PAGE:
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The Rise of the Retail Experience in Healthcare Patient Payments

patient responsibility perspective

Hospitals and physician groups are facing what is perhaps the greatest recent challenge to their bottom lines—the growing portion of the medical bill that is charged to patients. While in the past healthcare providers have shrinking reimbursements from Medicare and Medicaid, along with increasing downward pressure from commercial payers, they now face an even greater threat to their already slim margins: rise in patient responsibility.

The average family deductible has grown 40 percent since 2010. Meanwhile, the Affordable Care Act (ACA) has created millions of first-time health plan members. The combination of new consumers in the mix – and new plans that require more skin in the game – puts provider organizations on precarious footing when it comes to collecting from patients.

By some estimates, it costs twice as much to collect from patients—and it’s easy to understand why. Patients might need to be re-billed; they may need to talk with staff about billing questions and ways they can pay; they may prefer a payment method that requires more hands-on work or manual reconciliation. These all require time and additional resources on the part of providers.

Those are just a few of the reasons why healthcare organizations must embrace a deeper level of customer service and consumer education to help their patients understand their patient responsibility and appreciate the value of the healthcare services they are receiving. And when it comes to serving their patients – the mission of all healthcare organizations – there’s a natural responsibility to make it as easy as possible for patients to pay what they owe.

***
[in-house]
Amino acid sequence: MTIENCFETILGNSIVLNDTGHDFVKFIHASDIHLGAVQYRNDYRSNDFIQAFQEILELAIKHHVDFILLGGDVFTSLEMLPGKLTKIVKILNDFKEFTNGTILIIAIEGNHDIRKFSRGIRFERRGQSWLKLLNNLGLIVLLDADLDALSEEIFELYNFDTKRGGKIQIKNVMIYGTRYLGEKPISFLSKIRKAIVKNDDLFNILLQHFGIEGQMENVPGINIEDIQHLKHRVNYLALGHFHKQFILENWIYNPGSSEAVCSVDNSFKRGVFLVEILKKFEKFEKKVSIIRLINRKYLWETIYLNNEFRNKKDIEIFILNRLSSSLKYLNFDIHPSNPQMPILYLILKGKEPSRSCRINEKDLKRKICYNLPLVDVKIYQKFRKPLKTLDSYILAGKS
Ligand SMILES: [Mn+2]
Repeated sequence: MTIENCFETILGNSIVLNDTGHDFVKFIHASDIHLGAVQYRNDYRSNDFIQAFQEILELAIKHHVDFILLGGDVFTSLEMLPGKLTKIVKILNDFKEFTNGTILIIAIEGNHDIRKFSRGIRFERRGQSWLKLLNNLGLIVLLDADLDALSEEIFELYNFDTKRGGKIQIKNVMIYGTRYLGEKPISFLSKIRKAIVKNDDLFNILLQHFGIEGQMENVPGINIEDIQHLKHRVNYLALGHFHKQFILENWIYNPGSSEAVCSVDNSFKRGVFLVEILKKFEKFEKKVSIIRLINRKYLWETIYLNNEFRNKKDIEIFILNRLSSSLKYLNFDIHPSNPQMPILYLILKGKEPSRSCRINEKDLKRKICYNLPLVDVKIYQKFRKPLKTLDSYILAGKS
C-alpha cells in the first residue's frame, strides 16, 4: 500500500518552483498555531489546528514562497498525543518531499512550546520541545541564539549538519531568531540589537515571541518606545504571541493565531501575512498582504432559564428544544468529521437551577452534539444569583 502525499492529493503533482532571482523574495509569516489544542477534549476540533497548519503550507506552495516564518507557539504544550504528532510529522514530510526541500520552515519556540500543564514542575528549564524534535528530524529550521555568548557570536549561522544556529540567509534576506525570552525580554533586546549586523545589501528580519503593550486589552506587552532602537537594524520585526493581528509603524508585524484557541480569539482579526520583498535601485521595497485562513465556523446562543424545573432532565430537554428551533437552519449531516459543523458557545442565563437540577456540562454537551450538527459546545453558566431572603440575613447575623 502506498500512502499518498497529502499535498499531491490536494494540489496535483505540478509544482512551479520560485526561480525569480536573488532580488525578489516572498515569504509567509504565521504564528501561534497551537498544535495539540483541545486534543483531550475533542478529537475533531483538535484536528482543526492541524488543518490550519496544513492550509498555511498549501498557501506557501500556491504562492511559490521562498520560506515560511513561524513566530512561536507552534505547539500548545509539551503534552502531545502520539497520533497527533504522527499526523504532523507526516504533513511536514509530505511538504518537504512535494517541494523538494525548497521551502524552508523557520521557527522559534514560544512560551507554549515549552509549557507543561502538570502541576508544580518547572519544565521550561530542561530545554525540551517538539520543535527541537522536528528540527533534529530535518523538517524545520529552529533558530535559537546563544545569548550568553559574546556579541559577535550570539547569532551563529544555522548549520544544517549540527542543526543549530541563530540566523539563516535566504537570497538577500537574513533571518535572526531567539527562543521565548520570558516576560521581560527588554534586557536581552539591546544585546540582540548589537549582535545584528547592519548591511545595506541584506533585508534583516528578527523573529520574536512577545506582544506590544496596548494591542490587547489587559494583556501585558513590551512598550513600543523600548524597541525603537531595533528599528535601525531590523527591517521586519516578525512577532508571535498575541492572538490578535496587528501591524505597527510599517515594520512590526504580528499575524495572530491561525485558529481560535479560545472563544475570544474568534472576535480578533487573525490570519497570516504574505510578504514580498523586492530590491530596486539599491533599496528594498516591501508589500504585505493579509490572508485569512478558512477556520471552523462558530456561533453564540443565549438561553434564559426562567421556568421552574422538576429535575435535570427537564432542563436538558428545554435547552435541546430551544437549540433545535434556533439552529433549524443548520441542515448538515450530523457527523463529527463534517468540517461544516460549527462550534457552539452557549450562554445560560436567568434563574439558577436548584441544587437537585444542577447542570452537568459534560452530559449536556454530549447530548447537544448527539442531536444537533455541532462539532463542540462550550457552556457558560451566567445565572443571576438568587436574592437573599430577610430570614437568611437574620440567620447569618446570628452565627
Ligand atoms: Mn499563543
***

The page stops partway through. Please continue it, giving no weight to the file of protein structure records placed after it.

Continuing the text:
After all—who wants to add extra stress?

Begin at the beginning

Providers have the opportunity to engage with patients about the costs and value of care long before those patients receive a bill—and before those patients receive one of those confusing "This is not a bill" statements.

To better educate patients on their new financial responsibilities and their new options, provider organizations must leverage all potential touchpoints with patients to demonstrate the value of care and improve transparency around costs. It can also be helpful to sync patient engagement strategies to different phases of revenue cycle management (RCM). For instance: scheduling, financial counseling, patient care, and collections to ensure thorough understanding of the care and cost of care provided.

By recognizing and seizing opportunities along the patient journey to engage and educate the patient on their financial responsibility, provider organizations can minimize the risk of non-payment. Providers can optimize opportunities to improve cash flow and potentially even engage patients in preventive care that can mitigate their out of pocket costs.